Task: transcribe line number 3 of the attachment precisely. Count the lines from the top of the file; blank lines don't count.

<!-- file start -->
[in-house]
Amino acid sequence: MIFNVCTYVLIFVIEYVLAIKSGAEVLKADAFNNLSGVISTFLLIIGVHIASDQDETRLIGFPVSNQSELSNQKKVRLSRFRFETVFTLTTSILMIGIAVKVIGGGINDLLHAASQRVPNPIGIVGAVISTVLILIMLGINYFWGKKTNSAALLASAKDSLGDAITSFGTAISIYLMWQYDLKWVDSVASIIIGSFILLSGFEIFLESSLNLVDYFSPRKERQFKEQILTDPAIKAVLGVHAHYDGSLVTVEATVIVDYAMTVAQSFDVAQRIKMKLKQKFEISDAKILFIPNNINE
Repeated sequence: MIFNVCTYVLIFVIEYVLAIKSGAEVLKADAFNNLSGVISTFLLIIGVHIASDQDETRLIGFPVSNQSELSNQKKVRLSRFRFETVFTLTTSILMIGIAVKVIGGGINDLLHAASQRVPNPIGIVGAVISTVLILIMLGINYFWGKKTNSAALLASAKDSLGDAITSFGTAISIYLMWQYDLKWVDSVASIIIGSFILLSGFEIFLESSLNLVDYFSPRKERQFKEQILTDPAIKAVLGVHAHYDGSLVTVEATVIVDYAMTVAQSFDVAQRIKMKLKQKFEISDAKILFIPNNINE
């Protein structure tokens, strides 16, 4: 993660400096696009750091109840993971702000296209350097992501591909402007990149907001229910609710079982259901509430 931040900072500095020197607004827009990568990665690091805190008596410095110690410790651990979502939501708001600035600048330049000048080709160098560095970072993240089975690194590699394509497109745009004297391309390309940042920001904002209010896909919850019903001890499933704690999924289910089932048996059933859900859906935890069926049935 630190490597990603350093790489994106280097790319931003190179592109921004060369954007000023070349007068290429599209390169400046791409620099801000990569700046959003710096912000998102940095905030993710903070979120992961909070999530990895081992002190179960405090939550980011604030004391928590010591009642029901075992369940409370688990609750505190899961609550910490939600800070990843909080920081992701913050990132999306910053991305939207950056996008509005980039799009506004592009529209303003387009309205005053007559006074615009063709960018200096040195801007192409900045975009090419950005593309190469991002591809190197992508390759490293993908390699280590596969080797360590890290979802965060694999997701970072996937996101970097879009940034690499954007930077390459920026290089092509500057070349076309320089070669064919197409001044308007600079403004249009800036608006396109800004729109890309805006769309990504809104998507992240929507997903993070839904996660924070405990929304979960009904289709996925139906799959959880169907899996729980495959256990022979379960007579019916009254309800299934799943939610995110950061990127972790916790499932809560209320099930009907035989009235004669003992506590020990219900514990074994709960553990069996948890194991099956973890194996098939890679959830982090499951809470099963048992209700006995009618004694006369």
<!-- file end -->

Repeated sequence: MIFNVCTYVLIFVIEYVLAIKSGAEVLKADAFNNLSGVISTFLLIIGVHIASDQDETRLIGFPVSNQSELSNQKKVRLSRFRFETVFTLTTSILMIGIAVKVIGGGINDLLHAASQRVPNPIGIVGAVISTVLILIMLGINYFWGKKTNSAALLASAKDSLGDAITSFGTAISIYLMWQYDLKWVDSVASIIIGSFILLSGFEIFLESSLNLVDYFSPRKERQFKEQILTDPAIKAVLGVHAHYDGSLVTVEATVIVDYAMTVAQSFDVAQRIKMKLKQKFEISDAKILFIPNNINE